As an aside, I do see that in some ways, I’ve conflated dressing well with dressing flamboyantly, and recognize that they aren’t necessarily synonymous.

    I know lots of men who seem to pride themselves on not wearing a suit, on not wearing a tie. It’s as if it’s a commentary on their rugged individualism, or on how they walk their own path through life.

    Then, to me, this reminds me of how many people seem to be proud of the fact that they’re ignorant of mathematics.

    I don’t know if that helps any.

    When my eldest daughter was shopping for a prom dress, she asked me to help her and to look at a dress she liked. Well, I thought it immodest, and suggested we look at another store. At the second store, widely perceived as being more expensive than the first, we found a dress that was less expensive, and more plain, and I asked her “Are you showing off the dress, or the girl?”.

    I’m not supposing that men should start wearing lime green leisure suits, or purple fur top hats, but in the rest of the world, dressing well, and with a splash of color is a reflection of one’s self-respect.

    Perhaps our current aesthetic is a result of the brightly colored hippies in the ’60s.

  4. I haven’t gotten through “The Discarded Image” by Lewis, but it notes we don’t see through traditional eyes easily.

    In “That Hideous Strength”, a wakened Merlin is shocked and thinks the Pendragon is a scullion because he is not dressed in his colors. After the victory, the group from St. Anne’s on the Hill wear the original traditional dress.

    It is the problem with the equality – uniqueness dichotomy. In the Catholic and many other churches, there are still liturgical vestments, bright for holidays, plain or dark or those times. Soldiers as mentioned are dressed formally, but all the same.

    Consider Christmas. Most decorate their houses, trees, and wear bright clothing in celebration of the season. Or easter where we color eggs.

    That is I think how we can reapproach the subject. The Man is the head, king, prophet, and priest of the home. A king without a “sword” or a Crown or a royal robe?

    Are men’s meetings meetings of sodbusters or of nobles?

    The difference I think pride and pretense. Like when the woman annointed Jesus with Nard (200 days wages!) and Judas Iscariot complained that it should have been sold to help the poor. Then Jesus rode into Jerusalem to Hosannas.

    It is a mystery and paradox, but we would do well not to go to excess in either false humility of plainness or putting on airs by peacocking.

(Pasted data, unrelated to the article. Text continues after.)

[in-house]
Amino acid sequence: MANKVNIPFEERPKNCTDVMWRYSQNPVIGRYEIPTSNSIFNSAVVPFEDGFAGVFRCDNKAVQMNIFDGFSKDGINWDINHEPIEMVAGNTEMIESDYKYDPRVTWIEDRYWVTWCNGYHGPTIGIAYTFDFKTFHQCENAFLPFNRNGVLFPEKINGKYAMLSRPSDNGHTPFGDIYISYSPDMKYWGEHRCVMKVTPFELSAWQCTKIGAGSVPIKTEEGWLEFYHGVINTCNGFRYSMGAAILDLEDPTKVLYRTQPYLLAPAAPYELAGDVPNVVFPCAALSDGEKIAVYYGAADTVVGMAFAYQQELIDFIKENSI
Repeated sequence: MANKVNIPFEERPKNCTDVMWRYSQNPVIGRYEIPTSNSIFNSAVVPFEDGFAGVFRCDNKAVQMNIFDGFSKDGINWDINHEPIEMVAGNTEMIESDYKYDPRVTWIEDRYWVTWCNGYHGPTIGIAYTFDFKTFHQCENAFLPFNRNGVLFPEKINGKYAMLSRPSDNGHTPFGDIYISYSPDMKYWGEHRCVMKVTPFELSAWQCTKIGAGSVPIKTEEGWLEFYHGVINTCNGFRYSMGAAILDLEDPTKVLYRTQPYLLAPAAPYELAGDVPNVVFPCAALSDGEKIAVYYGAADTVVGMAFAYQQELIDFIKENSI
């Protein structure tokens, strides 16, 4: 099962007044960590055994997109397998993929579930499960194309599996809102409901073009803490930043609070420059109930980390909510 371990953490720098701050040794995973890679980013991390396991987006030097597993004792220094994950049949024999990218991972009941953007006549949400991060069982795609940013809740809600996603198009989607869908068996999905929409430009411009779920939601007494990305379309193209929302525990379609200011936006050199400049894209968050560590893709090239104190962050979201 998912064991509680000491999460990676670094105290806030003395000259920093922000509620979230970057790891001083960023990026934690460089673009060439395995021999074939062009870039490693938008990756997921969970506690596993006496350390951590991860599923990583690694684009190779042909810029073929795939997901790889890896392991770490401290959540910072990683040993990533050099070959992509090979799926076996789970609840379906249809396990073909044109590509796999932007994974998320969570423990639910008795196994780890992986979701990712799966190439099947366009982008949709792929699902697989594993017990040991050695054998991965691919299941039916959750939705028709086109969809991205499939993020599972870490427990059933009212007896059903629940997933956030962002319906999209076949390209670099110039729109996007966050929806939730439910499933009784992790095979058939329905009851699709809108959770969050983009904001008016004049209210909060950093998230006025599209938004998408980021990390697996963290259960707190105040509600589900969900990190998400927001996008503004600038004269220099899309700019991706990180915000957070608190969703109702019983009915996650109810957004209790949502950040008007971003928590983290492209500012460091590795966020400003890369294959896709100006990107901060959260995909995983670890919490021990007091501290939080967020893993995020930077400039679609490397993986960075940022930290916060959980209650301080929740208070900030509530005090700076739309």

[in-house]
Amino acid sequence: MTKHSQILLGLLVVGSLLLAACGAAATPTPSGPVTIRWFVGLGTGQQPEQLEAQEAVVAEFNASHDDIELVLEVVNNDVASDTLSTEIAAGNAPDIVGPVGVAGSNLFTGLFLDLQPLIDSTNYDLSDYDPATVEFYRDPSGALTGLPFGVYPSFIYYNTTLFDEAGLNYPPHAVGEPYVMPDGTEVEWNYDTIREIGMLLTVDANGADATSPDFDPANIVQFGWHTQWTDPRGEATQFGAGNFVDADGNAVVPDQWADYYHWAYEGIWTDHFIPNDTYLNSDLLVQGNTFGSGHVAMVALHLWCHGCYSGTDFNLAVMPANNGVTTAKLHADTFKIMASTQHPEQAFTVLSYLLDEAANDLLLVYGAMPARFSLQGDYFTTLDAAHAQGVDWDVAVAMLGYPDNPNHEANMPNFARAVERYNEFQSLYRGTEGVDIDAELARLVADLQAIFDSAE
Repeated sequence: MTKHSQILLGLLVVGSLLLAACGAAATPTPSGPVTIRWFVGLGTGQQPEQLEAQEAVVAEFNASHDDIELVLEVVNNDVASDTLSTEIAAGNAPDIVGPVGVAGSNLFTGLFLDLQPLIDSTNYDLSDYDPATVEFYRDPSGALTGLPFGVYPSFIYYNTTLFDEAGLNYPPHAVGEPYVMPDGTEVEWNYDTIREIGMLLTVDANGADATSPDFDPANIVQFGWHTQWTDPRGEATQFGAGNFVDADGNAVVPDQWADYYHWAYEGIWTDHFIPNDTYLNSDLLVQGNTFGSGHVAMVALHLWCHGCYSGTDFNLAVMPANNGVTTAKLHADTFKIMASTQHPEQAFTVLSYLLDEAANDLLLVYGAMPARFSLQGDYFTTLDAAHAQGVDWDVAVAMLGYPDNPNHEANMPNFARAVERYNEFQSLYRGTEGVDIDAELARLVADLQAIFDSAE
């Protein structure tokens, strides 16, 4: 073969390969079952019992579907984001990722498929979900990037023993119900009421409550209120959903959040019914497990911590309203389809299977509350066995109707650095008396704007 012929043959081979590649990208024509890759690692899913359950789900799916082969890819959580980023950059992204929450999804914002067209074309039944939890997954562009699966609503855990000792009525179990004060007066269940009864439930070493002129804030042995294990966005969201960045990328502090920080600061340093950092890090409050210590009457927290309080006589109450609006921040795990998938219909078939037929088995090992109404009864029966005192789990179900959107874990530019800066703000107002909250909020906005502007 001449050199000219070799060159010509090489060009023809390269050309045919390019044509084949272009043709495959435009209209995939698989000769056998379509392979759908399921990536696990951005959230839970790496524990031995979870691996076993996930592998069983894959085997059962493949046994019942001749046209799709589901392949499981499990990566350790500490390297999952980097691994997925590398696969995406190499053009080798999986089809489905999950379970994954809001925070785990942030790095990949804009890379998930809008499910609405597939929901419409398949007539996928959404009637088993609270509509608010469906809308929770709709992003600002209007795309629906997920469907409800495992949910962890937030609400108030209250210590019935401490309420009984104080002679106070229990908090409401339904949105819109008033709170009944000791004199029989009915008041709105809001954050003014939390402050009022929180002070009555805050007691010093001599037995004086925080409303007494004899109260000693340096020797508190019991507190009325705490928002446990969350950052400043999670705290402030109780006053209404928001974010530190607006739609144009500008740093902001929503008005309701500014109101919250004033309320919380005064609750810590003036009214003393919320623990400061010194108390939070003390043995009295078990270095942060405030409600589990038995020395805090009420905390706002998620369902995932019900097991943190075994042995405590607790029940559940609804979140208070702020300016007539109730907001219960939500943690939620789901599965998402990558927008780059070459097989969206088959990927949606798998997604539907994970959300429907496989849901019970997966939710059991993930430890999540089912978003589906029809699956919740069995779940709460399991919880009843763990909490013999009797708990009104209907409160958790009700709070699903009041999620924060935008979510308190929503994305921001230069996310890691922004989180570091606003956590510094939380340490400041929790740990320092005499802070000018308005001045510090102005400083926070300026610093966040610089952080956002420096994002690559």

5. This was a fascinating topic but I don’t understand the secondary discussion that followed. Specifically the what seems like a “so what should men wear today?” discussion.

    We wear whatever we consider is masculine. Masculine depends on the situation, time and place, and can be either very elaborate or very simple. Surely there are too many nuances to be listed on the internet, in contrast to the very straightforward cross-dressing of women of whatever it is men are currently wearing.

  6. @Cane Caldo

    The second was military officers; specifically in their dress blues. There is no other reason for the shiny brass buttons, big white hat, white gloves, medals, and ribbons, braids, and a saber except to “peacock”. The effect is awesome; as it is intended to be.

    Indeed. I’ll never forget the time my father broke out his dress sword from his navy uniform. I think I was around 9 years old. Awesome indeed.

    Tangentially related. The other day I was talking to the owner of a local gun range here in DFW. He proudly displayed his custom chrome finished (not stainless) Ed Brown* 1911 in a shoulder holster. As I was admiring it he explained that he wore it every day. One day someone asked him if he was going to a barbecue, since he was wearing such a fancy gun. He said he replied “If I were going to a barbecue I’d be wearing two“.

    *Ed Brown is a true premium gun. I won’t guess how many thousands he paid for it, beyond the word several.

  7. The Great Male Counter-Renunciation made a run in the 1970’s but faded fast, even though it had backing from the then Mighty Sears Roebuck. Note the men more colorful than the highly colorful women.

  8. Military fashion related trivia.

    Actual frontline combat uniform from the first year of the American Civil War. Both sides had these volunteer units (modeled on French Zouaves). It didn’t last long…